This paper examines the implications of the demand for ethno-cultural vegetables (ECV) by South-Asians, the largest cultural group in the Greater Toronto Area (GTA), on their potential for Ontario agricultural economic development and significant consumer health benefits. A conceptual framework is presented to explain the relationship among factors such as change in demographics, demand for locally produced ECV and both the potential agricultural and health benefits. Analysis of cross-sectional data collected in 2009 also indicates that the respondents have certain characteristics that are pertinent to understanding why they shop in particular stores and their perceptions about what constitutes quality. In sum, household size and percentage spent on vegetables predict their expenditure on ECV, an indication that South-Asians resident in the GTA will continue to demand their ECV. It is thus a niche market that farmers can explore if its potential economic value to them is clarified and the government can provide sufficient support by increasing awareness and creating appropriate economic incentives for farmers willing to grow these vegetables.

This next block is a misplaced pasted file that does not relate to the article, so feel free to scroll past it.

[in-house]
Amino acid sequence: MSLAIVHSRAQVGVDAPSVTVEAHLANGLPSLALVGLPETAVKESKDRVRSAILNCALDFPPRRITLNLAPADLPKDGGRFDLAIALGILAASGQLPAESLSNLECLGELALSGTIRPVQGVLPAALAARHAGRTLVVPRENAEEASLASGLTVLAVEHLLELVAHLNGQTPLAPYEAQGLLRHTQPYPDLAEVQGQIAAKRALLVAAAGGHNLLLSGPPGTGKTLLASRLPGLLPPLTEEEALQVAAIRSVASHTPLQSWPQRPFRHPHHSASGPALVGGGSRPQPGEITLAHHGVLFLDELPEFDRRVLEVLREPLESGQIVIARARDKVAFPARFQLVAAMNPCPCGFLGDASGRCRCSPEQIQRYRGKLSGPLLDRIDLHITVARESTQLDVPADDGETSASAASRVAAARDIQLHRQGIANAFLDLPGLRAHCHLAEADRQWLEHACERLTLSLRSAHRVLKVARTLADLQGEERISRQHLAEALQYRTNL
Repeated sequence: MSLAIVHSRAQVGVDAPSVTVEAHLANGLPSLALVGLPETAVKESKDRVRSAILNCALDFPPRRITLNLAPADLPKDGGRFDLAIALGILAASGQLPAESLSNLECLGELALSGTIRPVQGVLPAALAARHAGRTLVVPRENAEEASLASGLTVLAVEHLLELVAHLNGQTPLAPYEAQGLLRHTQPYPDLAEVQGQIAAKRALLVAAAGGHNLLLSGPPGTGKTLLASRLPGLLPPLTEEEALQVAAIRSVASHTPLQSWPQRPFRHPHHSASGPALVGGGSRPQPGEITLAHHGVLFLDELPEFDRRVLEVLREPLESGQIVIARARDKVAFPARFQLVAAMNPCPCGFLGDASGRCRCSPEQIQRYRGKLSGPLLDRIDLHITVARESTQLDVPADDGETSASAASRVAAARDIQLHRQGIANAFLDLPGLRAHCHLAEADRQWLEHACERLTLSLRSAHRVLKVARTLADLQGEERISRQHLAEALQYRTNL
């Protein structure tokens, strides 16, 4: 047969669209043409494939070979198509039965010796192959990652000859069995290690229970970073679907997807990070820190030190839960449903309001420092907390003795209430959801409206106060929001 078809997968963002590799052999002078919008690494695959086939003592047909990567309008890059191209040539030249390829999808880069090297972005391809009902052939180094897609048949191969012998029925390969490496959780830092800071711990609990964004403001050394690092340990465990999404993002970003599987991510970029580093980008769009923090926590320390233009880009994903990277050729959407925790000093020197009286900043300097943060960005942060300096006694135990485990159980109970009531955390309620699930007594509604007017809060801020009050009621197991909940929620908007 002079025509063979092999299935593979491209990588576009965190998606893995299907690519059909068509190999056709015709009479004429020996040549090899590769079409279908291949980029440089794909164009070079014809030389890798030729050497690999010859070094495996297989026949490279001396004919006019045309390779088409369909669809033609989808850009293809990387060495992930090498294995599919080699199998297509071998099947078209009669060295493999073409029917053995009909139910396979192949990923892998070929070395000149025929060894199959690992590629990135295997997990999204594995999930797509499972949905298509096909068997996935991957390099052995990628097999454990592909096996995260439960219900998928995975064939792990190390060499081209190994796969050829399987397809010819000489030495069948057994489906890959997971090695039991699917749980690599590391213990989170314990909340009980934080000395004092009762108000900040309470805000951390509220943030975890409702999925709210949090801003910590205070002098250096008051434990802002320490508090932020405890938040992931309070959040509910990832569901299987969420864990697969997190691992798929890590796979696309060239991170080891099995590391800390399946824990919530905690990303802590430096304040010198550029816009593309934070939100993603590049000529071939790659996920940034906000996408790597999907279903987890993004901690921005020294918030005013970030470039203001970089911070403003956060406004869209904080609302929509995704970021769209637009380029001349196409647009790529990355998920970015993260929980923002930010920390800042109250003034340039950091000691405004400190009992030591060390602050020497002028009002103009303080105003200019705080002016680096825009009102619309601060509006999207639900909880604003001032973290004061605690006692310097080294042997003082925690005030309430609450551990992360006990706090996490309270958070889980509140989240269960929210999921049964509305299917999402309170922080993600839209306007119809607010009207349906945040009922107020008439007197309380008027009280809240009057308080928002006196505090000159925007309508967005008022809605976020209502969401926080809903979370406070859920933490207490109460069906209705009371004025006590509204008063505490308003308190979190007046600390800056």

Higher growing season temperatures can have dramatic impacts on agricultural productivity, farm incomes, and food security. We used observational data and output from 23 global climate models to show a high probability (>90%) that growing season temperatures in the tropics and subtropics by the end of the 21st century will exceed the most extreme seasonal temperatures recorded from 1900 to 2006. In temperate regions, the hottest seasons on record will represent the future norm in many locations. We used historical examples to illustrate the magnitude of damage to food systems caused by extreme seasonal heat and show that these short-run events could become long-term trends without sufficient investments in adaptation.